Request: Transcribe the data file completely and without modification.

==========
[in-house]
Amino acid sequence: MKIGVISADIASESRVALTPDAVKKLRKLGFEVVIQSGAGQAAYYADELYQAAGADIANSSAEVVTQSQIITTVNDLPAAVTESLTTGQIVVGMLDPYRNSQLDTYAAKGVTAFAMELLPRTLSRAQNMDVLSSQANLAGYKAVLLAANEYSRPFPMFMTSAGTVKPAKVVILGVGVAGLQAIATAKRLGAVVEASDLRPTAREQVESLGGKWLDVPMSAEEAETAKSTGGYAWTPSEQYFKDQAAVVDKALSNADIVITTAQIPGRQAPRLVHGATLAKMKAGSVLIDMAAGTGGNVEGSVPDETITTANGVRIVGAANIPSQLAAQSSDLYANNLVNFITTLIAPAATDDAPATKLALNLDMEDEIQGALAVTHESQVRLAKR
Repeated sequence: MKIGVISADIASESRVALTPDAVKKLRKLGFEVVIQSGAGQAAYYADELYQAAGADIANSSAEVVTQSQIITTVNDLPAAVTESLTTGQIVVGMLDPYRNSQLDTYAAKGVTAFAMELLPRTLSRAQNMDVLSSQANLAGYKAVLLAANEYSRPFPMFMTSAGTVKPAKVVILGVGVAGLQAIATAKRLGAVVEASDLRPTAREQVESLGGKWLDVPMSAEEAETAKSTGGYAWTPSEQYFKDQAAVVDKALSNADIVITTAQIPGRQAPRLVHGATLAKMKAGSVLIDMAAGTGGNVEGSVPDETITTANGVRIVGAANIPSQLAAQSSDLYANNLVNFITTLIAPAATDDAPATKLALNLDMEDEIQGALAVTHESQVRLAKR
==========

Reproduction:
[in-house]
Amino acid sequence: MKIGVISADIASESRVALTPDAVKKLRKLGFEVVIQSGAGQAAYYADELYQAAGADIANSSAEVVTQSQIITTVNDLPAAVTESLTTGQIVVGMLDPYRNSQLDTYAAKGVTAFAMELLPRTLSRAQNMDVLSSQANLAGYKAVLLAANEYSRPFPMFMTSAGTVKPAKVVILGVGVAGLQAIATAKRLGAVVEASDLRPTAREQVESLGGKWLDVPMSAEEAETAKSTGGYAWTPSEQYFKDQAAVVDKALSNADIVITTAQIPGRQAPRLVHGATLAKMKAGSVLIDMAAGTGGNVEGSVPDETITTANGVRIVGAANIPSQLAAQSSDLYANNLVNFITTLIAPAATDDAPATKLALNLDMEDEIQGALAVTHESQVRLAKR
Repeated sequence: MKIGVISADIASESRVALTPDAVKKLRKLGFEVVIQSGAGQAAYYADELYQAAGADIANSSAEVVTQSQIITTVNDLPAAVTESLTTGQIVVGMLDPYRNSQLDTYAAKGVTAFAMELLPRTLSRAQNMDVLSSQANLAGYKAVLLAANEYSRPFPMFMTSAGTVKPAKVVILGVGVAGLQAIATAKRLGAVVEASDLRPTAREQVESLGGKWLDVPMSAEEAETAKSTGGYAWTPSEQYFKDQAAVVDKALSNADIVITTAQIPGRQAPRLVHGATLAKMKAGSVLIDMAAGTGGNVEGSVPDETITTANGVRIVGAANIPSQLAAQSSDLYANNLVNFITTLIAPAATDDAPATKLALNLDMEDEIQGALAVTHESQVRLAKR